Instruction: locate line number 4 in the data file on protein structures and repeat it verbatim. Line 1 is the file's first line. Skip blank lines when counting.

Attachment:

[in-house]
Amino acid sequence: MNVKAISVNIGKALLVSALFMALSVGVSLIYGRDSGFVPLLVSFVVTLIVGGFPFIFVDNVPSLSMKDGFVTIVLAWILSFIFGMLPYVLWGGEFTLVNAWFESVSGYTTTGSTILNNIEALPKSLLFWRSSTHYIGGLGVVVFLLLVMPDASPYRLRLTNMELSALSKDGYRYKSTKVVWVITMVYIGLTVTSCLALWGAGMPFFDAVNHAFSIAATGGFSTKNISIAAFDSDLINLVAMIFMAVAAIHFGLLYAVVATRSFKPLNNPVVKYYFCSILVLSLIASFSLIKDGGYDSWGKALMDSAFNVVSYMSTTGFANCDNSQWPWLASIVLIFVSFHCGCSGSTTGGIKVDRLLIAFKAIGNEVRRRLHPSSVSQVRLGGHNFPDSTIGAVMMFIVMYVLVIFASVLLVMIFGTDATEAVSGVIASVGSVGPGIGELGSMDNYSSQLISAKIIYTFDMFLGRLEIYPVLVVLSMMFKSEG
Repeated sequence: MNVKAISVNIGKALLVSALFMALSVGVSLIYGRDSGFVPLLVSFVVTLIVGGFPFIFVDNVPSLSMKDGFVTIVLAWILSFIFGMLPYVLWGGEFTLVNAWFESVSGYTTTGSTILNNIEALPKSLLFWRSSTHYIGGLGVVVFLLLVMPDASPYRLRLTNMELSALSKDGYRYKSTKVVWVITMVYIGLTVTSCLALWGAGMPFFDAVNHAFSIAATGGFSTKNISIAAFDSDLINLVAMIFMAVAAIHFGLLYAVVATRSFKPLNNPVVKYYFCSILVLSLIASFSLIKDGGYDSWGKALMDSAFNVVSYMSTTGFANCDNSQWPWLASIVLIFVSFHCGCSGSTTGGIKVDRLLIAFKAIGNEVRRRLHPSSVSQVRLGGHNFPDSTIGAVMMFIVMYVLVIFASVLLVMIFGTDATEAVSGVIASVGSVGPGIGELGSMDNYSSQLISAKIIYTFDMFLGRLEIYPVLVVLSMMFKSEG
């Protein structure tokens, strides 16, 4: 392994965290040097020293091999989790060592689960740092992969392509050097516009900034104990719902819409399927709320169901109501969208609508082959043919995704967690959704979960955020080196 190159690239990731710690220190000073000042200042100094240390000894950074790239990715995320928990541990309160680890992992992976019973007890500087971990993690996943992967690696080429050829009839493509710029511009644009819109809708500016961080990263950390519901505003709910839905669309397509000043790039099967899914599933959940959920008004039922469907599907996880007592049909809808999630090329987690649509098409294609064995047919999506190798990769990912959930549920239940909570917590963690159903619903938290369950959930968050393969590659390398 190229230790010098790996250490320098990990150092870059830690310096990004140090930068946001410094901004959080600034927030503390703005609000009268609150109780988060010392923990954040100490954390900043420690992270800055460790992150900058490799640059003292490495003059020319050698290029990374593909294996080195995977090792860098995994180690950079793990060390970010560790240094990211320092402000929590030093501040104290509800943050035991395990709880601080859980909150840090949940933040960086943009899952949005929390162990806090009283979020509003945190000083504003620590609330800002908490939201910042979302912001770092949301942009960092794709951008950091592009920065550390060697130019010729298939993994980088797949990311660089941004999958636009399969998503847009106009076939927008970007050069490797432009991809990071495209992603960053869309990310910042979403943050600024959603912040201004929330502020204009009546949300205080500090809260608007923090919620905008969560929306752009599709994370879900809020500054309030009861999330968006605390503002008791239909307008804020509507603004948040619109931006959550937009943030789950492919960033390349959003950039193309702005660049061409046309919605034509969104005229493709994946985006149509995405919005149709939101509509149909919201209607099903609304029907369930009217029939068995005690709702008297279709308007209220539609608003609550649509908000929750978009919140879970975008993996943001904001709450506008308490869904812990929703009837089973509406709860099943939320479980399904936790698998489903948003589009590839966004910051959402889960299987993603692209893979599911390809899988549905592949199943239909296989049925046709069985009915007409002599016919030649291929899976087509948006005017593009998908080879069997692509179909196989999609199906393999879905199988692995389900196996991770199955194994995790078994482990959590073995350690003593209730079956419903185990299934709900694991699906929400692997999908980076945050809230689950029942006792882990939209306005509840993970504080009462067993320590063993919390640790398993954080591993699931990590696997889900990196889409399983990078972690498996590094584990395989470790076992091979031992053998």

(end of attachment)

């Protein structure tokens, strides 16, 4: 392994965290040097020293091999989790060592689960740092992969392509050097516009900034104990719902819409399927709320169901109501969208609508082959043919995704967690959704979960955020080196 190159690239990731710690220190000073000042200042100094240390000894950074790239990715995320928990541990309160680890992992992976019973007890500087971990993690996943992967690696080429050829009839493509710029511009644009819109809708500016961080990263950390519901505003709910839905669309397509000043790039099967899914599933959940959920008004039922469907599907996880007592049909809808999630090329987690649509098409294609064995047919999506190798990769990912959930549920239940909570917590963690159903619903938290369950959930968050393969590659390398 190229230790010098790996250490320098990990150092870059830690310096990004140090930068946001410094901004959080600034927030503390703005609000009268609150109780988060010392923990954040100490954390900043420690992270800055460790992150900058490799640059003292490495003059020319050698290029990374593909294996080195995977090792860098995994180690950079793990060390970010560790240094990211320092402000929590030093501040104290509800943050035991395990709880601080859980909150840090949940933040960086943009899952949005929390162990806090009283979020509003945190000083504003620590609330800002908490939201910042979302912001770092949301942009960092794709951008950091592009920065550390060697130019010729298939993994980088797949990311660089941004999958636009399969998503847009106009076939927008970007050069490797432009991809990071495209992603960053869309990310910042979403943050600024959603912040201004929330502020204009009546949300205080500090809260608007923090919620905008969560929306752009599709994370879900809020500054309030009861999330968006605390503002008791239909307008804020509507603004948040619109931006959550937009943030789950492919960033390349959003950039193309702005660049061409046309919605034509969104005229493709994946985006149509995405919005149709939101509509149909919201209607099903609304029907369930009217029939068995005690709702008297279709308007209220539609608003609550649509908000929750978009919140879970975008993996943001904001709450506008308490869904812990929703009837089973509406709860099943939320479980399904936790698998489903948003589009590839966004910051959402889960299987993603692209893979599911390809899988549905592949199943239909296989049925046709069985009915007409002599016919030649291929899976087509948006005017593009998908080879069997692509179909196989999609199906393999879905199988692995389900196996991770199955194994995790078994482990959590073995350690003593209730079956419903185990299934709900694991699906929400692997999908980076945050809230689950029942006792882990939209306005509840993970504080009462067993320590063993919390640790398993954080591993699931990590696997889900990196889409399983990078972690498996590094584990395989470790076992091979031992053998």